In 2018, three children developed invasive aspergillosis, a severe and aggressive fungal disease, after undergoing surgery at Seattle Children’s Hospital, a top U.S. medical centre. The hospital traced the culprit, the Aspergillus fungus, to a handful of rooms, cleaned them exhaustively and sealed potential air leaks. Air-quality testing showed no further traces of the mould.
“We believed that the work we had done to those rooms had solved the problem,” a hospital official announced.
They were mistaken.
A year later, three more children developed invasive Aspergillus infections, and one died. The hospital closed its 14 operating rooms and postponed over 1,000 surgeries while workers repaired the faulty air-filtering system that had dispersed the lethal spores.
As hospitals worldwide battle the spread of infection within their walls, bacteria and viruses dominate the headlines. But fungal pathogens pose a grave threat as well, especially when inhaled by patients with severely impaired immune function. Among the most worrisome is Aspergillus, commonly found in soil and often launched airborne when dust and dirt are raised during hospital construction.
“This disease remains difficult to diagnose and treat and case fatality remains high,” cautions an Irish report on Aspergillosis prevention.
Aspergillosis accounts for up to 40% of hospital-acquired fungal infections, and the global estimate of 300,000 annual cases of invasive disease is “almost certainly a significant underestimate,” reports the U.K. National Health Service.
In recent years, Aspergillosis has become a more pressing concern for hospitals. The disease is striking patients previously considered at low risk, and the pool of high-risk patients has swelled due to medical advances that save lives but require severe immunosuppression.
“Based on the current trends in medicine, the number of at-risk patients will continue to increase in the coming years,” the Irish report asserts.
But that’s just half the problem.
A twin threat is the emergence of Aspergillus “superfungus,” strains resistant to first-line antifungal medications. Resistant strains, especially common in Europe, have been documented on every continent and portend more difficulties for containing a disease that already has a 50% mortality rate.
Among high-risk patients, the slightest exposure to Aspergillus — less than 1 colony-forming unit (CFU)/m3 — can allow infection to take root. Yet aspergillosis is often diagnosed in late stages because its initial symptoms — fever and chills, shortness of breath, joint pain, headaches — are so general. Aspergillosis is rarely the first infection physicians suspect, and misdiagnosis lowers the odds of successful treatment.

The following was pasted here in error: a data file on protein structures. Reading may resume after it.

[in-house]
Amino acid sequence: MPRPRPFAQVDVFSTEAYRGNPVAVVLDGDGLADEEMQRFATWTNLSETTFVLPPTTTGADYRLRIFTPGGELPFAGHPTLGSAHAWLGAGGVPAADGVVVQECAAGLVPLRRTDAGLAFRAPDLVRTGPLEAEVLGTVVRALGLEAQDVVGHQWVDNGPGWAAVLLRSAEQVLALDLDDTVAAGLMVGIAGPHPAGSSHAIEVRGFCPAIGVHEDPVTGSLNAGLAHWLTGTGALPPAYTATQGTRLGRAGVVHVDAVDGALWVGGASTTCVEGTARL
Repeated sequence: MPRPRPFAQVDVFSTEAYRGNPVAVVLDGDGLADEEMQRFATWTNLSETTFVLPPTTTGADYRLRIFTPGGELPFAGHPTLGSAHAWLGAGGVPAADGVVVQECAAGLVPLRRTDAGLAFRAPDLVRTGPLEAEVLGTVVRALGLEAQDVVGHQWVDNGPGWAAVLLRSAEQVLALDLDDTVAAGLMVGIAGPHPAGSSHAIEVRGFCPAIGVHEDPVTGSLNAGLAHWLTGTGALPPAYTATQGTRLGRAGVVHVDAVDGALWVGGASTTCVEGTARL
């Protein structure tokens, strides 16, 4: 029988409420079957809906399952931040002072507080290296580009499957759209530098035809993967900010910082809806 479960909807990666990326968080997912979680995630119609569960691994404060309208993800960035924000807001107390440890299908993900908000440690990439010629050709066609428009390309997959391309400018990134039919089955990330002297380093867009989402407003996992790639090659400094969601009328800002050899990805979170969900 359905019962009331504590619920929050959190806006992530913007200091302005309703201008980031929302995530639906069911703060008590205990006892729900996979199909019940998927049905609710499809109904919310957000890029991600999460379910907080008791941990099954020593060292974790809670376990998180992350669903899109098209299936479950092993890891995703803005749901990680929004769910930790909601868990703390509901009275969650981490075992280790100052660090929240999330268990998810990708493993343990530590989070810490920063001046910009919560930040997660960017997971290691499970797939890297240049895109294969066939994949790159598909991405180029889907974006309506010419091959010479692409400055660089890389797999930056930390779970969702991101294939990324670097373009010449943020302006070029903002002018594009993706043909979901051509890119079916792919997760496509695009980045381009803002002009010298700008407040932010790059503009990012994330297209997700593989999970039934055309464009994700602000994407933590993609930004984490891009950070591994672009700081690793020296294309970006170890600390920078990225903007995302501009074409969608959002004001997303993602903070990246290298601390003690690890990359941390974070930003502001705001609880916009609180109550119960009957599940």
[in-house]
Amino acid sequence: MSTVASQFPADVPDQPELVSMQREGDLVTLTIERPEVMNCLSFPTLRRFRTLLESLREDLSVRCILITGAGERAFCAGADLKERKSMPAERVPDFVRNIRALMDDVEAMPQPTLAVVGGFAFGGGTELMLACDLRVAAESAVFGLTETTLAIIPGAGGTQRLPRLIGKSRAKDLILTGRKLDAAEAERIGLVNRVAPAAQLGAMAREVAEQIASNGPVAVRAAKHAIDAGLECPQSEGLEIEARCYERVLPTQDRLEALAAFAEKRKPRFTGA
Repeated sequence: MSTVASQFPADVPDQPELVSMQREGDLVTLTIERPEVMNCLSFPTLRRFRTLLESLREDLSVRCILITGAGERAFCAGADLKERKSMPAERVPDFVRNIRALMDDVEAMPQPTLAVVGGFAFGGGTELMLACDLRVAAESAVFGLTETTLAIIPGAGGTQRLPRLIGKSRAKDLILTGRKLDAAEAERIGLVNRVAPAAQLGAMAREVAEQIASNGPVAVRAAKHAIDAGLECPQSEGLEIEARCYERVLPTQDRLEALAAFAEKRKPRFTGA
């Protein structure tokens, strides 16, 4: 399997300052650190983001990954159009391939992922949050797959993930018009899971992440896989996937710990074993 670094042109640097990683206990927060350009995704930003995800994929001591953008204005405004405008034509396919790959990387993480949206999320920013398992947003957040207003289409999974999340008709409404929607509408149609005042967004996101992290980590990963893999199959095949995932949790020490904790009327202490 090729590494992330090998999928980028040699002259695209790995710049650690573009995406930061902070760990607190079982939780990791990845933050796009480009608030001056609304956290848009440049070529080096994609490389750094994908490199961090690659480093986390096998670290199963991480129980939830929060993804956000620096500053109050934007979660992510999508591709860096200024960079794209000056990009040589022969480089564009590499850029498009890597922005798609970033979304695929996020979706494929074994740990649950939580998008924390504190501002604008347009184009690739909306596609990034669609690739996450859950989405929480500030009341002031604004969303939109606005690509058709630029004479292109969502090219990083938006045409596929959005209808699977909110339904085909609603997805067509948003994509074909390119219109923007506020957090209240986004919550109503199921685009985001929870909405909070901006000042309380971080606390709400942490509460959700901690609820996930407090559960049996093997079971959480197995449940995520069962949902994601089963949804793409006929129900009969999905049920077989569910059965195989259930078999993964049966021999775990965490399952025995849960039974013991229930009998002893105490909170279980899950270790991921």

All this makes aspergillosis prevention imperative — every day, around the clock.
Hospitals must not only heighten precautions during renovation but must also deploy advanced air-disinfection technology to continually eradicate spores from the air that vulnerable patients breathe.
Who’s at Risk for Aspergillosis
About 40 species of Aspergillus are known to cause infections in humans, most notably Aspergillus fumigatus, A. niger, A. flavus, and A. terreus. In healthy people, these spores pose negligible risk. And while asthma patients are susceptible to allergic, non-invasive forms of aspergillosis, “fungal asthma” is generally not life-threatening.
However, for patients who are severely immunocompromised, Aspergillus can become lethal upon entering the respiratory tract. Spores are as small as 2 micrometres in diameter — that’s 2% to 20% the size of pollen grains — and can infiltrate the pulmonary alveolar spaces. From there, infection can spread to the bloodstream, brain, heart, kidneys, skin, or eyes.
It has long been known that the patients at greatest risk are heart-transplant recipients and leukaemia patients undergoing intensive chemotherapy or stem-cell transplantation. In a review of 53 aspergillosis outbreaks, for example, 65% of patients had underlying blood cancer.
But they’re hardly the only vulnerable patients.
In recent years, scientists have recognized a “much broader group of at-risk patients,” as the Irish report notes, including small, preterm newborns and those with chronic obstructive pulmonary disease (COPD), severe burns, diabetes, HIV, and liver cirrhosis.
A high proportion of cases are diagnosed in the ICU, an Italian study found, particularly among patients with hospital-acquired pneumonia and H1N1 influenza. For example, at two Belgian hospitals, 9 of 40 critically ill influenza patients developed invasive aspergillosis within three days of admission to the ICU.
The Belgian authors pleaded for “increased awareness” of aspergillosis among ICU physicians.
Read part two of this blog post here.